• Reference will now be made in detail to the inventions herein, examples of which are illustrated in the accompanying drawings. The implementations set forth in the following description do not represent all implementations consistent with the claimed inventions. Instead, they are merely some examples consistent with certain aspects related to the present innovations. Wherever possible, the same reference numbers will be used throughout the drawings to refer to the same or like parts.
  • FIGS. 5A through 11 describe various illustrative circuitry and features to implement various internal Data Bus DBI systems, methods and circuitry herein, though these drawings are representative and the inventions herein are not limited thereto.
  • FIG. 5A is a block diagram showing illustrative data bus inversion aspects in an exemplary memory device consistent with one or more aspects of the innovations herein. Referring to FIG. 5A, a first aspect of the innovations of a memory device that receives a M bit data bus with DBI scheme and a DBI# input are illustrated. Here, the illustrative memory device 500 shown includes one or more sections with SA (Sense Amplifier) and Data driver 501 and a memory core 502. Implementations of such memory device may be decoded into sections to reduce the number of word lines and bit line length in order to achieve higher speed and consume less power.
  • As shown in FIG. 5A, the illustrative memory device 500 may include a memory core 502 and input circuitry 503 that receives a data bus inversion (DBI) bit associated with a data signal as input directly, i.e., without transmission through DBI logic associated with an input buffer. Further, memory circuitry such as section circuitry 501 may store the DBI bit into the memory core 502, read the DBI bit from the memory core 502, and provide the DBI bit as output. As such, according to implementations herein, a memory device such as memory device 500 may store and process the DBI bit on an internal data bus as a regular data bit.
  • Turning to exemplary operation of such circuitry, during one illustrative write cycle, M data bits and the one bit DBI# is received from pins, and passes through input buffers and drivers 503 to generate a M+1 bits Din bus. The input buffers and drivers 503 may contain input registers or latches for synchronous memory. In the M+1 bits Din bus, M data bits and the one bit DBI# are treated the same as a M+1 data bit memory device. The M+1 Din bits are then decoded in Section SA & Data 501 to generate M+1 sd (Section Data) and sd# (complementary sd) pairs. The sd and sd# pairs may then pass through a column pass gate 509 and then written into a M+1 data bit Memory Core 502.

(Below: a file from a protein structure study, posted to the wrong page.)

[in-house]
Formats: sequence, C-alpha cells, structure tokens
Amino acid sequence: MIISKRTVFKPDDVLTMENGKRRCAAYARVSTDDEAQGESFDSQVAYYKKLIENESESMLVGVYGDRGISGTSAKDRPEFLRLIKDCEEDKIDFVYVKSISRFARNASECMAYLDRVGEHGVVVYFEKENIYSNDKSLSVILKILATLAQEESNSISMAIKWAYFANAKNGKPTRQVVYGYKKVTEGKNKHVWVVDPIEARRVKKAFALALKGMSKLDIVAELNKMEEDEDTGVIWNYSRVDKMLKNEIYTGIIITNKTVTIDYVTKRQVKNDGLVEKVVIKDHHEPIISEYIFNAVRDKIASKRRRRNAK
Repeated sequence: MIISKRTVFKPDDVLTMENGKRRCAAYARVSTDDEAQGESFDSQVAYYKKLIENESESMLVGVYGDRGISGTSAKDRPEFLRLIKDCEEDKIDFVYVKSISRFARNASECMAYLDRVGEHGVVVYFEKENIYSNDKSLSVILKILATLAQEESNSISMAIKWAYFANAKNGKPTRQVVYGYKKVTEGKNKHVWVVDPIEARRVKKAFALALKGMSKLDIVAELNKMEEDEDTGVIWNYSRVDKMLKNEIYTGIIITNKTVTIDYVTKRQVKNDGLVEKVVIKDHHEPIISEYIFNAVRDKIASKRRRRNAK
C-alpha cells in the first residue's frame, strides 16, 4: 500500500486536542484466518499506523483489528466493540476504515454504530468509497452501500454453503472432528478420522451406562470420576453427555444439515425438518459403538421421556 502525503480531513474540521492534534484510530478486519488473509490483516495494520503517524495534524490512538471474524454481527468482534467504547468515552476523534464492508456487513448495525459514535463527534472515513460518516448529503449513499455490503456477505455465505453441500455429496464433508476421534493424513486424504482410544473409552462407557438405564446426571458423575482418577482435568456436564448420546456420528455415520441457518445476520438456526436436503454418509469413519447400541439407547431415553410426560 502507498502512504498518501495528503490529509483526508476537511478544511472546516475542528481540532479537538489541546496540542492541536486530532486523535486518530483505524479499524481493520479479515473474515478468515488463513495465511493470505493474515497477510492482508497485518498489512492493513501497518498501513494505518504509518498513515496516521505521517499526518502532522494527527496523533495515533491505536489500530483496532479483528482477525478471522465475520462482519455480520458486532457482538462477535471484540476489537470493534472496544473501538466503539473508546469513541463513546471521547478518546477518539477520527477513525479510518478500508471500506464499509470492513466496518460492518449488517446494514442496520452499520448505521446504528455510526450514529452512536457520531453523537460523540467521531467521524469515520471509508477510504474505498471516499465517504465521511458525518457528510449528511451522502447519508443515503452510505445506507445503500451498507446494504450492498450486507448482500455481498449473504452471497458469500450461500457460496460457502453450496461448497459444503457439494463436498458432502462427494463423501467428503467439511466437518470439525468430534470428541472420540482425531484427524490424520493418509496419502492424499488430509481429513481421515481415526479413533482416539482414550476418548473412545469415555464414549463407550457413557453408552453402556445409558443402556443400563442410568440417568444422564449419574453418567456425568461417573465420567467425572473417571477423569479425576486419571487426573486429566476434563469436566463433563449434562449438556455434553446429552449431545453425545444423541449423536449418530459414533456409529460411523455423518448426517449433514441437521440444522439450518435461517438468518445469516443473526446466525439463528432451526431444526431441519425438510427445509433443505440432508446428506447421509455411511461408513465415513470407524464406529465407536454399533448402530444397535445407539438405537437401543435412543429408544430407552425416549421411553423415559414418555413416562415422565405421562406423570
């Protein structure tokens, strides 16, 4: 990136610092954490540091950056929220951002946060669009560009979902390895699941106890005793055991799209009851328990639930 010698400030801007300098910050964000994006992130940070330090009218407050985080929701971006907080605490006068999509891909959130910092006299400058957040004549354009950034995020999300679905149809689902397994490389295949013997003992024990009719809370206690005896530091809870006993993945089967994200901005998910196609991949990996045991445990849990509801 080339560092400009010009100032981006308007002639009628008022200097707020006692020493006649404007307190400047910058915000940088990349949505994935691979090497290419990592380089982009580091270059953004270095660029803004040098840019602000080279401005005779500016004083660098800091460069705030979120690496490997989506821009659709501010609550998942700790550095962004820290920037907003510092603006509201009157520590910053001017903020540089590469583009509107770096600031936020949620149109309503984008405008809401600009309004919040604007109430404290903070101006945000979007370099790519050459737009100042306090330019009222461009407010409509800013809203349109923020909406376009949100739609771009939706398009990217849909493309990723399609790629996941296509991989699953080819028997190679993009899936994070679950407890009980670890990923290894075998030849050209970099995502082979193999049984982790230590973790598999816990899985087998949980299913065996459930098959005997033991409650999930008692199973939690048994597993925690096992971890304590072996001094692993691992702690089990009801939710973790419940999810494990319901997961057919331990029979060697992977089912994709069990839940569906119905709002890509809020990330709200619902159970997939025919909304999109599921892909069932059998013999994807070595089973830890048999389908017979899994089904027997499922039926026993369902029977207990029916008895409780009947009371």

• Further, during one illustrative read cycle, the M+1 data bits from Memory Core 502 are accessed through the decoded section, where the signals pass through the column pass gate. Next, the signal are received by Section SA & Data 501 for sensing and amplification and then outputted as M+1 bits of SL (Sense Line) bus. In this illustrative implementation, the M+1 bits SL bus comprises M data bits and one DBI# bit. The SL bus is then buffered and driven by output buffer 504 as outputs. Further, output buffer 504 may contain output registers or latches for Synchronous memory. In such manner, memory devices herein may thereby be configured to store and process the DBI bit as a regular data bit. Accordingly, regular data bits are not converted through DBI converter logic on the write cycle and do not need to be converted by DBI formatter logic on the read cycle as set forth in FIG. 4A.
  • With respect to write operation, the Din bus may be a heavily loaded global line. As set forth herein, present implementations may have only (M+1)/2 data bits switching one way and the other bits switching the other way as a maximum number of bits switching. Therefore, switching noise is reduced compared to all M bits switching without including DBI# as part of the Din bus as done in existing circuitry. Switching noise is further reduced when all M+1 bits of the Din driver are grouped together to share a common decoupling capacitor from VDD to Ground due to the complementary switching nature (as shown and described in more detail below in connection with FIG. 5B). The reduced switching noise on VDD and Ground thus provide good power supply to speed up the Din bus. The write speed is also improved over the conventional art due to the absence of DBI converter logic. In addition, the AC current is reduced due to the complementary switching nature that 1 to 0 switching Din lines also contribute to charge up from 0 to 1 Din lines through the decoupling capacitor, an implementation of which is set forth, for example, in FIG. 5B.
  • FIG. 5B is a circuit diagram of an illustrative switching circuit for data bus inversion schemes, consistent with one or more aspects of the innovations herein. As set forth in FIG. 5B, an example of a DBI scheme for an internal data bus with a M bit data pin and one bit DBI# is illustrated. Such illustrative circuit configuration may be utilized in other implementations, as shown and described elsewhere herein. Referring to FIG. 5B, a first state may be defined where DBI# is set to zero and the data has a combination of X low bits and X+1 high bits (e.g., data=00000000111111111 and DBI #=0). In a first state of such illustrative configuration, X bits from among the data and DBI# are set to low or pull down. Further, a second state may be defined where the DBI# is set to one and the data pin has a combination of X low bits and X+1 high bits (e.g., data=11111111100000000 and DBI #=1). In switching from the first state to the second state, X+1 bits from among the data bits and DBI# switch from 0 to 1 and X bits of data switch from 1 to 0. Next, in switching from the second state to the first state, X bits of data switch from 0 to 1 and X data bits and DBI# switch from 1 to 0.